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Students Will Make $500K More In a Lifetime Doing This

© Courtesy of D. Webber
A researcher has found the key to student success: Graduate in four years.

Getting a part-time job is helpful to finance a college education. But too much time at work rather than class makes it less likely a student will graduate.

Douglas Webber, an associate professor in economics at Temple University in Pennsylvania, suggests that even students who are close to flunking out of school will be rewarded financially if they “stay with it” and find a way to graduate.

Why is finishing college in four years so important?

For one thing, Webber said, scholarships and assistance that help many pay for college generally stop after four years. So the cost of each additional year of college is likely to come almost entirely from the student and/or parents.

But there are other reasons that taking more than four years is a problem, the researcher says.

“It’s because life gets in the way, other things happen,” Webber says. “For any number of reasons it is in your best interest to try to get out as soon as possible.”

Webber says the longer a student stays in college, the more likely something will happen to interrupt her or his studies. It could be a family illness, a parent losing a job, or the student running out of money for tuition.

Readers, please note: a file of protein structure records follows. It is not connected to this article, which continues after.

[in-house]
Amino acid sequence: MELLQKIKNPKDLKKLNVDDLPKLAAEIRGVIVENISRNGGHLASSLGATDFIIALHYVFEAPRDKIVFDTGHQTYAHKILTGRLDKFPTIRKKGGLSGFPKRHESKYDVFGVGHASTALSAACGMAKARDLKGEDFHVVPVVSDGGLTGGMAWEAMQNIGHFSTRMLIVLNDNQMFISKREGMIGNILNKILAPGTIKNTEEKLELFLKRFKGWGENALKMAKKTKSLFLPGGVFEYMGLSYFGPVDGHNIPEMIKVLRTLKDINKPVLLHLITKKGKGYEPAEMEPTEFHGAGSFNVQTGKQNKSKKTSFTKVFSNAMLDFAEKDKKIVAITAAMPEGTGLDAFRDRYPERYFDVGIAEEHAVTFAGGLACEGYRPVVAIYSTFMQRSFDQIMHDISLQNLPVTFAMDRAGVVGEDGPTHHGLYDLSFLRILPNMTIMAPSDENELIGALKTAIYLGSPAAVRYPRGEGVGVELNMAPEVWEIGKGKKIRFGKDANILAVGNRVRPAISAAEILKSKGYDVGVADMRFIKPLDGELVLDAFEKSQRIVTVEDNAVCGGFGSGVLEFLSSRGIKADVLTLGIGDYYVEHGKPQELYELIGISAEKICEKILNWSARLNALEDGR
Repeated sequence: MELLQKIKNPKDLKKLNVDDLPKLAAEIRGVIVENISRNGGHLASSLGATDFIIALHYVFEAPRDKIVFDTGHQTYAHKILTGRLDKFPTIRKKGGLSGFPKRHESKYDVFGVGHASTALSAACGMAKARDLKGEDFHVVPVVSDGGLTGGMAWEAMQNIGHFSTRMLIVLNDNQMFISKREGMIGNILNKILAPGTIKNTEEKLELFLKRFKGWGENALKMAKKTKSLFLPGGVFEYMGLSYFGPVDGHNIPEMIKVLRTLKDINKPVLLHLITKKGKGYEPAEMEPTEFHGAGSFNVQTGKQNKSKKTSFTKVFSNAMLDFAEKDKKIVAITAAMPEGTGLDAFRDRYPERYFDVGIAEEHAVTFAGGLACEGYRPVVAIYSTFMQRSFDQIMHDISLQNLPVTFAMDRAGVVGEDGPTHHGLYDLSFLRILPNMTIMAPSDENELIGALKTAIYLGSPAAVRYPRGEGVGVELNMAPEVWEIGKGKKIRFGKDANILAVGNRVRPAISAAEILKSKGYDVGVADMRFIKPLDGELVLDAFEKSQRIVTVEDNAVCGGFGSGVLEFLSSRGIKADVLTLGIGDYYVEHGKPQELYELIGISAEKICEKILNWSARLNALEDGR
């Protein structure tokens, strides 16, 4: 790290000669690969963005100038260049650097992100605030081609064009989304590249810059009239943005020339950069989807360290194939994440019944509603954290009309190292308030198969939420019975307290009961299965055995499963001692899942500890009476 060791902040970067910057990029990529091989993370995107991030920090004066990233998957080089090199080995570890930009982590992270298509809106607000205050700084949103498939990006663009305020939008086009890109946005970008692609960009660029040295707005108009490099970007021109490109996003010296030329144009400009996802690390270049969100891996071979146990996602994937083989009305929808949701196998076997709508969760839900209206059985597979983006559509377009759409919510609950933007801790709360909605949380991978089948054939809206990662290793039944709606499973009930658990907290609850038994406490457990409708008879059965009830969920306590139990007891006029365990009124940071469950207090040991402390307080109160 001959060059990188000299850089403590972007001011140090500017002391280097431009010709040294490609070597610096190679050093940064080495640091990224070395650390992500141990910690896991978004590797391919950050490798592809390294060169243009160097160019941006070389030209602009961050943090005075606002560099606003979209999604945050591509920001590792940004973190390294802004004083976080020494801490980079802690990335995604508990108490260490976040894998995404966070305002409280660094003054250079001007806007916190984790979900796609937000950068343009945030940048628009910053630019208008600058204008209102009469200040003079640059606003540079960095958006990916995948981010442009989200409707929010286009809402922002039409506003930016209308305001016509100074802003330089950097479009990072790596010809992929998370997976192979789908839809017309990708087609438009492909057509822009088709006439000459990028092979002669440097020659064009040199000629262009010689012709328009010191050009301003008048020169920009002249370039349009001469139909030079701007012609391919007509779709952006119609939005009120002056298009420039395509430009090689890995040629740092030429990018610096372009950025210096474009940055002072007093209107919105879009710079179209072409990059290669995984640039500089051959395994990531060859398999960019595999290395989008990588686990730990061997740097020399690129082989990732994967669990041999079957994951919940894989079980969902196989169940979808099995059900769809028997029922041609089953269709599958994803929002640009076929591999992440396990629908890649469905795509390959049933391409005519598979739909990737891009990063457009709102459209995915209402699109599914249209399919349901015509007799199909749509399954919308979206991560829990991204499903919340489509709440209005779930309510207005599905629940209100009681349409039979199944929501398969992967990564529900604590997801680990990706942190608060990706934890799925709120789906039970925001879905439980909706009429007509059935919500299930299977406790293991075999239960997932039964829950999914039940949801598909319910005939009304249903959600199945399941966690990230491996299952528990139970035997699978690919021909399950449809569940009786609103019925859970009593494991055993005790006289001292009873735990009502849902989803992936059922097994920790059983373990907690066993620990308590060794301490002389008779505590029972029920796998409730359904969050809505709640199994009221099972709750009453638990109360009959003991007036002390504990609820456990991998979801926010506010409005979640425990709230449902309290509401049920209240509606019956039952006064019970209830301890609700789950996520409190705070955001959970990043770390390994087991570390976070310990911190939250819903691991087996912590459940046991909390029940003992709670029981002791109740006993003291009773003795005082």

In addition, a longer college career means less time at a job.

“It’s another year or two out of the labor market,” and that means lost income, Webber said.

The latest information shows a majority of students are not graduating in four years. For students who entered four-year colleges in 2009, only about 4-in-10 graduated within four years, according to The Digest of Education Statistics.

Webber's research suggests part-time work of 15 hours or less will not negatively impact school performance. But students who work 20 hours or more a week are about 15 percent less likely to graduate on time, or graduate at all.

School sports that require many hours can also hinder graduation, Webber says. It is common, he said, for student athletes to spend 20 hours or more for training, travel and to play games against teams from other universities.

The University of Pennsylvania’s Center for the Study of Race and Equity in Education looked at graduation rates for students at 65 universities with big sports programs.

It found 68.5 percent of student athletes graduated within six years. That compared to 75 percent of all undergraduates at those schools.

What about struggling students?

Webber’s newest research, done with Ben Ost and Victor Pan of the University of Illinois, looked at students who are struggling to pass their courses. He said a popular misconception is that some students who are close to flunking out of school would be better off cutting their losses and leaving without a degree.

But he said his team’s research shows a strong return for those students who manage to struggle through and get a degree.

Webber, also a research fellow at the Institute for the Study of Labor, looked at earnings information for people who dropped out of college and students on probation because of low grades who still managed to graduate.

The bottom line, he said, is that students who “persisted” and got their degree earn about $500,000 more over their lifetimes than those who gave up or were forced out of school.

“There is a massive difference in your earnings outcome if you’re going from 119 credits (one short of graduation requirements) to 120 credits and a degree,” Webber said.

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